According to Nolene Parboo, senior manager of savings and investments at Standard Bank, noted that buying your groceries and household items in bulk can reduce costs by up to 10%, especially during the festive season when you might have catering costs to consider.
However, before hitting the shops, you need to do your homework. Around the festive season, many shops are having specials and deals where you can save money. These are advertised in flyers placed in your mailbox or in the advertising supplements of your local newspaper. You can also find these advertised on some stores’ websites.
Browse these advertisements to see what is on sale where and where you can get the best deal on the items that you are wanting to buy.
“Buying smart means doing a bit of homework; scanning retailers’ marketing leaflets is a great place to start. Without leaving home, you can get an idea of who is offering what, where the lowest prices are and how long the offers will last. Taking leaflets with you also enables you to quickly compare prices and benefits,” said Parboo.
However, just because something is cheap or it appears to be a good deal, doesn’t mean you have to buy it. If it’s something that you’re not going to use or don’t need, don’t get it.
Parboo highlighted that buying in bulk requires a stricter approach to the shopping process. She suggested taking your calculator with when shopping as it will help you quickly calculate unit prices, which will allow you to easily compare the price to a single unit, which would be sold in your local grocery store. Buying in bulk doesn’t guarantee that it will be cheaper than buying a single unit of the item.
Smartphones come with a calculator, so if you have one, there is no need to carry around an extra item when shopping.
When shopping it is important that you always check prices. Parboo pointed out that during sale times, store may sell some items at cost or below cost. If these are items that you usually purchase, get them while they are on sale.
“Once you have seen the benefits of shopping in bulk during the festive season, the obvious thing to do is to develop the habit further and apply it throughout the year. This way, you continually maximise your savings and also free some of your household budget for other things,” said Parboo.
The benefits of buying in bulk
Buying in bulk throughout the year can have its benefits, according to Parboo. She pointed out that these include:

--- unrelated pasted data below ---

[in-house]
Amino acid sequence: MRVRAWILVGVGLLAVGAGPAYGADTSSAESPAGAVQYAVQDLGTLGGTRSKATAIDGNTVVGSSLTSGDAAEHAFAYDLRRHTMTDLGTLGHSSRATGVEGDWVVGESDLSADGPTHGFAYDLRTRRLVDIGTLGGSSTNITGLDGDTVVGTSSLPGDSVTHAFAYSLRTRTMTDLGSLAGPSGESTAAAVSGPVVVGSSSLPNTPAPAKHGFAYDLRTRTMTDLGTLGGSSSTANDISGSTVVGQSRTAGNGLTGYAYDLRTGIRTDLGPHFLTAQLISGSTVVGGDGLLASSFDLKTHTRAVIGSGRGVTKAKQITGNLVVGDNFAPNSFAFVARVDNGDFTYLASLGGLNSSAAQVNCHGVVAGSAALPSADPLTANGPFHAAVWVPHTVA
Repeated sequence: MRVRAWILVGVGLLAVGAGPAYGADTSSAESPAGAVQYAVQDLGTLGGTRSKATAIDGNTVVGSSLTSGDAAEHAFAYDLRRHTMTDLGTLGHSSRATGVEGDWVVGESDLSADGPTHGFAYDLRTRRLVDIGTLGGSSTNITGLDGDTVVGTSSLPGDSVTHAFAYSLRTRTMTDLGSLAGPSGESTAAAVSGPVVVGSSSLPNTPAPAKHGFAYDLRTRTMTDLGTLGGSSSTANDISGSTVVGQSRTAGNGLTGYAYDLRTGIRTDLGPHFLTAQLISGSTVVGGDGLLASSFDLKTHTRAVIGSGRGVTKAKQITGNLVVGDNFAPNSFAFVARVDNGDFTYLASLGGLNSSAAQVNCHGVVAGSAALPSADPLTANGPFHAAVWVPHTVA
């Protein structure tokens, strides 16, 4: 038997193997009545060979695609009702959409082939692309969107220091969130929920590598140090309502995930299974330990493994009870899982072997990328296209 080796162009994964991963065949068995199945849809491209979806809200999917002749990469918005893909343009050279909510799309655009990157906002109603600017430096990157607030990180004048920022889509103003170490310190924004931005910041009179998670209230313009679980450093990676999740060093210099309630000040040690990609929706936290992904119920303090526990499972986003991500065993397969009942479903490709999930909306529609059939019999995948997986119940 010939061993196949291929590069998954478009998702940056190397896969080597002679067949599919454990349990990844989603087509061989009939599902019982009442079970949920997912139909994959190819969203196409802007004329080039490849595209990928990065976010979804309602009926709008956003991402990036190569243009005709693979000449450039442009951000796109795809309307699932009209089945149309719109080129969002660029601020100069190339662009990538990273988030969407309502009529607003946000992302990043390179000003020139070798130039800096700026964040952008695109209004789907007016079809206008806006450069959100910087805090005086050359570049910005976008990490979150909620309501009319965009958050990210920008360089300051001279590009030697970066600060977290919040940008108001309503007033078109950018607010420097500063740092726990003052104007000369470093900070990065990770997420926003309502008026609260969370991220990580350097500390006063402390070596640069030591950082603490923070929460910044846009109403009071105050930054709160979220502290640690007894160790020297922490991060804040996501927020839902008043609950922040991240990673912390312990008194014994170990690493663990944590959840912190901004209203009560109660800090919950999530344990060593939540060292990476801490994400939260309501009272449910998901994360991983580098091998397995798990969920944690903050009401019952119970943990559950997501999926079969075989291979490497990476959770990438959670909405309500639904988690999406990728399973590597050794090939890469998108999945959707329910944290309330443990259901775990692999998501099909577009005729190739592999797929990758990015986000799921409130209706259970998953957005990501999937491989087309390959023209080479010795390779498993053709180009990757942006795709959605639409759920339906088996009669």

- Using sales to buy several months’ supply of items in advance: For example, when stores have their back to school sales, you can buy stationary to last the year, or start stocking up for the next school year. It is also an idea to buy your Christmas cards and wrapping for next year during the Christmas sales this year to save you money.
- Buy new items at their discount prices: Parboo noted that when new, non-perishable items enter the market at discount prices, and if you have the storage space, buying in bulk can save you money.
- Avoid price increases: Throughout the year prices tend to increase. By buying in bulk, you can avoid these increases, at least as long as your supply lasts and you need to purchase the items again.
Parboo advised: “One of the greatest ways to extend your buying power and save more is by involving your family; set up a buying club with family or friends who live nearby, and share the costs of purchasing in bulk.”
Before purchasing anything in bulk, you need to consider if you have the storage space to keep the items until you use them.
While buying in bulk is ideally suited for non-perishable products and other household items, there are stores such as Fruit and Veg City and Food Lover’s Market that have bulk deals every week. If you club in with family or friends to buy fresh produce in bulk and split the items among yourselves, you can save money and ensure that the food doesn’t spoil before you have the chance to use it.
Furthermore, Parboo added: “Though bulk shopping does require some forward planning, the financial rewards are definitely worth it - particularly when your budget is already being stressed by other holiday commitments.”